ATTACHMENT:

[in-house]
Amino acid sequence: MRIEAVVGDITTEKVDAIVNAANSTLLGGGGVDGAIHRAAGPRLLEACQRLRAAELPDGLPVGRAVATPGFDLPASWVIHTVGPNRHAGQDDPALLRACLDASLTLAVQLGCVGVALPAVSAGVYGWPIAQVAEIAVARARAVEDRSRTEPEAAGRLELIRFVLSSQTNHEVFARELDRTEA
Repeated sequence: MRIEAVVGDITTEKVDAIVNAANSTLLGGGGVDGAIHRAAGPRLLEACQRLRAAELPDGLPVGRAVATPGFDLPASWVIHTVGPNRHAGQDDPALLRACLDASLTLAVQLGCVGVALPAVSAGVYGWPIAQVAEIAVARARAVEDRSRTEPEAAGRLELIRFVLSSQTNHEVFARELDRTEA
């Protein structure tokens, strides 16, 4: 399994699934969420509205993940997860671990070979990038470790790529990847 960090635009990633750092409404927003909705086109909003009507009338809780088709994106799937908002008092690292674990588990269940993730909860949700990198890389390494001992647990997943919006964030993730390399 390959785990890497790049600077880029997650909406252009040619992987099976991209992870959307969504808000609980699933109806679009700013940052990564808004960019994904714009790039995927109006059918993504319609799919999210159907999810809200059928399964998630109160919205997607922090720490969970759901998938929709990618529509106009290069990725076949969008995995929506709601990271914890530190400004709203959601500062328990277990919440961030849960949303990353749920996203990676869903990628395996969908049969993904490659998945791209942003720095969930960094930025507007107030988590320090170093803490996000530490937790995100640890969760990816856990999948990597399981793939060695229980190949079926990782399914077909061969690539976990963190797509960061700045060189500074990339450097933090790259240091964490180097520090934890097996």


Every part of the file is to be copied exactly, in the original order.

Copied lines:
[in-house]
Amino acid sequence: MRIEAVVGDITTEKVDAIVNAANSTLLGGGGVDGAIHRAAGPRLLEACQRLRAAELPDGLPVGRAVATPGFDLPASWVIHTVGPNRHAGQDDPALLRACLDASLTLAVQLGCVGVALPAVSAGVYGWPIAQVAEIAVARARAVEDRSRTEPEAAGRLELIRFVLSSQTNHEVFARELDRTEA
Repeated sequence: MRIEAVVGDITTEKVDAIVNAANSTLLGGGGVDGAIHRAAGPRLLEACQRLRAAELPDGLPVGRAVATPGFDLPASWVIHTVGPNRHAGQDDPALLRACLDASLTLAVQLGCVGVALPAVSAGVYGWPIAQVAEIAVARARAVEDRSRTEPEAAGRLELIRFVLSSQTNHEVFARELDRTEA
């Protein structure tokens, strides 16, 4: 399994699934969420509205993940997860671990070979990038470790790529990847 960090635009990633750092409404927003909705086109909003009507009338809780088709994106799937908002008092690292674990588990269940993730909860949700990198890389390494001992647990997943919006964030993730390399 390959785990890497790049600077880029997650909406252009040619992987099976991209992870959307969504808000609980699933109806679009700013940052990564808004960019994904714009790039995927109006059918993504319609799919999210159907999810809200059928399964998630109160919205997607922090720490969970759901998938929709990618529509106009290069990725076949969008995995929506709601990271914890530190400004709203959601500062328990277990919440961030849960949303990353749920996203990676869903990628395996969908049969993904490659998945791209942003720095969930960094930025507007107030988590320090170093803490996000530490937790995100640890969760990816856990999948990597399981793939060695229980190949079926990782399914077909061969690539976990963190797509960061700045060189500074990339450097933090790259240091964490180097520090934890097996």